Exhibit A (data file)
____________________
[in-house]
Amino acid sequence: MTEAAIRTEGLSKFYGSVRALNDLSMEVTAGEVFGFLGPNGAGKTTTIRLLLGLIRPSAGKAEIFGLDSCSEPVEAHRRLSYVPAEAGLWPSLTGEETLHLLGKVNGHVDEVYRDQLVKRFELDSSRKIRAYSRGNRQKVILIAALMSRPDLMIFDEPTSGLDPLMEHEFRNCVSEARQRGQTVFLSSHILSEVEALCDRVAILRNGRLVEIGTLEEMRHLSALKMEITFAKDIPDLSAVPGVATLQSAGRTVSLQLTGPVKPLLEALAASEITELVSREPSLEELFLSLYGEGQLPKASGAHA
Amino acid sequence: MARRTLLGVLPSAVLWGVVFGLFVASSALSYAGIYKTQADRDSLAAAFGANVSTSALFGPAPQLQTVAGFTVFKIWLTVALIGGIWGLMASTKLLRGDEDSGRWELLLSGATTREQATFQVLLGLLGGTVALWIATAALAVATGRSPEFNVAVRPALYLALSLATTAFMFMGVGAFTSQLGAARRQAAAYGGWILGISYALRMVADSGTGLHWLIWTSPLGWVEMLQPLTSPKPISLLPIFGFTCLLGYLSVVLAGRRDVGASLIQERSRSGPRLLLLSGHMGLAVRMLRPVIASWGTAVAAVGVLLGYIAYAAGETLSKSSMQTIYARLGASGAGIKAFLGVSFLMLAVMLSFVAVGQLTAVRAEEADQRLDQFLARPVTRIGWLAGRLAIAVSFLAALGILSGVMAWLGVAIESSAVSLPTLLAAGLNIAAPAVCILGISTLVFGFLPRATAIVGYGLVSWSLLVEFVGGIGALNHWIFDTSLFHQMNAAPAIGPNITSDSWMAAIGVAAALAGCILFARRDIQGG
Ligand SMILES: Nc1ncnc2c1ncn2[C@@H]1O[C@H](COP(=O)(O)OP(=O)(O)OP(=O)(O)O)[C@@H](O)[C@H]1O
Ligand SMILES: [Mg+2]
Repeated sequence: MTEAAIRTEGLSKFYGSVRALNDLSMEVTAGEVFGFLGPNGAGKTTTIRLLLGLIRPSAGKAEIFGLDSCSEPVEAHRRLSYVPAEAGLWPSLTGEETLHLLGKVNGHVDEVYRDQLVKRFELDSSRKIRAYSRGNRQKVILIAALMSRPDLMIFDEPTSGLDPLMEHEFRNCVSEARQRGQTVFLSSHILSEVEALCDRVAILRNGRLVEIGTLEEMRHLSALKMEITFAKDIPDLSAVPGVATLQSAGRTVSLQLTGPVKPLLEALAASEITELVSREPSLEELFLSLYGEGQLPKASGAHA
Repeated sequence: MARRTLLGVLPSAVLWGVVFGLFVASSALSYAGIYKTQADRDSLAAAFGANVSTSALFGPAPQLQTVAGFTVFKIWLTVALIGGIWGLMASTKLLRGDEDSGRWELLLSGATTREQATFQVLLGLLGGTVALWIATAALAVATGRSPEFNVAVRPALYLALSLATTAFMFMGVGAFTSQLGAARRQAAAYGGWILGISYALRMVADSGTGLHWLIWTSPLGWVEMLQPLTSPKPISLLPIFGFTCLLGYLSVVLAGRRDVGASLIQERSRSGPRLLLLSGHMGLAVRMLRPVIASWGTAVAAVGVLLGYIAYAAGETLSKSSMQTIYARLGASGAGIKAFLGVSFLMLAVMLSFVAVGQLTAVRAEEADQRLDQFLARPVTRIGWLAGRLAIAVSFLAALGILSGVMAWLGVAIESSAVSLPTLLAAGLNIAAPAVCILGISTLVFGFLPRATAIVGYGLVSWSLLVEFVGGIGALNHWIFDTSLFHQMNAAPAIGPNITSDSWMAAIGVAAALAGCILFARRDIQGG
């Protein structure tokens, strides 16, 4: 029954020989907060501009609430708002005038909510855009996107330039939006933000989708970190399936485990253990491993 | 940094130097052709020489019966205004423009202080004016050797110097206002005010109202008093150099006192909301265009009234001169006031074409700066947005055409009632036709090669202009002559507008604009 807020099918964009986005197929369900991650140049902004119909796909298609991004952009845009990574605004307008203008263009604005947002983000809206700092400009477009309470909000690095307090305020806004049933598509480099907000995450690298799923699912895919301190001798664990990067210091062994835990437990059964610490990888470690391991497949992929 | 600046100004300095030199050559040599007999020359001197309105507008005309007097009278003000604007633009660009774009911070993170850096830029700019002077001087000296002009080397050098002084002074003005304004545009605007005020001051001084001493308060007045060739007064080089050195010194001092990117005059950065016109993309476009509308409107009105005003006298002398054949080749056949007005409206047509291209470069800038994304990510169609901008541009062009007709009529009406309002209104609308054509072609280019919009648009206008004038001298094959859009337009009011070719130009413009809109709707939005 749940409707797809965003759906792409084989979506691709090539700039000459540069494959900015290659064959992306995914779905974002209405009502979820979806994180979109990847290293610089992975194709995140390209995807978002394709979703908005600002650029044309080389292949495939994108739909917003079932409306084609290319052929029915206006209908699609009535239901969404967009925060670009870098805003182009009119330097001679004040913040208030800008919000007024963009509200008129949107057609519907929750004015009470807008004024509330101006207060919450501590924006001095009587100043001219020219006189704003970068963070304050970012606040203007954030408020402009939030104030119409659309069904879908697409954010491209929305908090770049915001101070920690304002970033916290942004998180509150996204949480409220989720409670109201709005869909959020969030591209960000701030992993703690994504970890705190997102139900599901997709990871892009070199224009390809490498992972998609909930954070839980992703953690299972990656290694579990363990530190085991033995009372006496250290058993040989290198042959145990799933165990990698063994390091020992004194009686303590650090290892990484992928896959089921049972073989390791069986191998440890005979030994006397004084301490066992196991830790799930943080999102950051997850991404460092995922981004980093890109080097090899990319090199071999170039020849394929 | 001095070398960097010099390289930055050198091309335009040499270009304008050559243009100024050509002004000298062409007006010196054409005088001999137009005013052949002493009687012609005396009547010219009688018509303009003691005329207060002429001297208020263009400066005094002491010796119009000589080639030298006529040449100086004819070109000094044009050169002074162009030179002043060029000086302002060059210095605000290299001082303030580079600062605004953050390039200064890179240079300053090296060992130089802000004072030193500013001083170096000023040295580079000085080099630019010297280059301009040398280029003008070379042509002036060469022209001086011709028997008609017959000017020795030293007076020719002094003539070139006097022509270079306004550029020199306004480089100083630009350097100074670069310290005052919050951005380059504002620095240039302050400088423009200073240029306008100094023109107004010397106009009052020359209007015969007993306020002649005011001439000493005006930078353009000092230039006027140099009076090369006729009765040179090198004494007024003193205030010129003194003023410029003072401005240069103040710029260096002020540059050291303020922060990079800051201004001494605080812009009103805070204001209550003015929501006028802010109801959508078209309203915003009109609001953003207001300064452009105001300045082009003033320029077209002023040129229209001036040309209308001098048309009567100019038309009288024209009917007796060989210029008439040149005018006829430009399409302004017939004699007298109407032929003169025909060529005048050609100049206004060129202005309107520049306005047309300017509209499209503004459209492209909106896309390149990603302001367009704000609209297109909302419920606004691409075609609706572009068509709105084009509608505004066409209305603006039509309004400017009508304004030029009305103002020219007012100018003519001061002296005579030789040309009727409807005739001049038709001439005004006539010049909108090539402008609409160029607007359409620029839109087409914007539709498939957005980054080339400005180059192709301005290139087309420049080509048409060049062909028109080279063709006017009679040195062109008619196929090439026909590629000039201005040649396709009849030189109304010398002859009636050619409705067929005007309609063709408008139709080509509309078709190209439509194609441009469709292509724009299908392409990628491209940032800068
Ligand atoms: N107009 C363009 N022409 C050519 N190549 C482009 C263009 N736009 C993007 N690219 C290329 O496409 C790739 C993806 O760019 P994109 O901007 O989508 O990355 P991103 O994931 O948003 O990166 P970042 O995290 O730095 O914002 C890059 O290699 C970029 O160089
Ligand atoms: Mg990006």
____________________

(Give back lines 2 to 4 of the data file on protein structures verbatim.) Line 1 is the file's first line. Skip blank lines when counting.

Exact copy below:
Amino acid sequence: MTEAAIRTEGLSKFYGSVRALNDLSMEVTAGEVFGFLGPNGAGKTTTIRLLLGLIRPSAGKAEIFGLDSCSEPVEAHRRLSYVPAEAGLWPSLTGEETLHLLGKVNGHVDEVYRDQLVKRFELDSSRKIRAYSRGNRQKVILIAALMSRPDLMIFDEPTSGLDPLMEHEFRNCVSEARQRGQTVFLSSHILSEVEALCDRVAILRNGRLVEIGTLEEMRHLSALKMEITFAKDIPDLSAVPGVATLQSAGRTVSLQLTGPVKPLLEALAASEITELVSREPSLEELFLSLYGEGQLPKASGAHA
Amino acid sequence: MARRTLLGVLPSAVLWGVVFGLFVASSALSYAGIYKTQADRDSLAAAFGANVSTSALFGPAPQLQTVAGFTVFKIWLTVALIGGIWGLMASTKLLRGDEDSGRWELLLSGATTREQATFQVLLGLLGGTVALWIATAALAVATGRSPEFNVAVRPALYLALSLATTAFMFMGVGAFTSQLGAARRQAAAYGGWILGISYALRMVADSGTGLHWLIWTSPLGWVEMLQPLTSPKPISLLPIFGFTCLLGYLSVVLAGRRDVGASLIQERSRSGPRLLLLSGHMGLAVRMLRPVIASWGTAVAAVGVLLGYIAYAAGETLSKSSMQTIYARLGASGAGIKAFLGVSFLMLAVMLSFVAVGQLTAVRAEEADQRLDQFLARPVTRIGWLAGRLAIAVSFLAALGILSGVMAWLGVAIESSAVSLPTLLAAGLNIAAPAVCILGISTLVFGFLPRATAIVGYGLVSWSLLVEFVGGIGALNHWIFDTSLFHQMNAAPAIGPNITSDSWMAAIGVAAALAGCILFARRDIQGG
Ligand SMILES: Nc1ncnc2c1ncn2[C@@H]1O[C@H](COP(=O)(O)OP(=O)(O)OP(=O)(O)O)[C@@H](O)[C@H]1O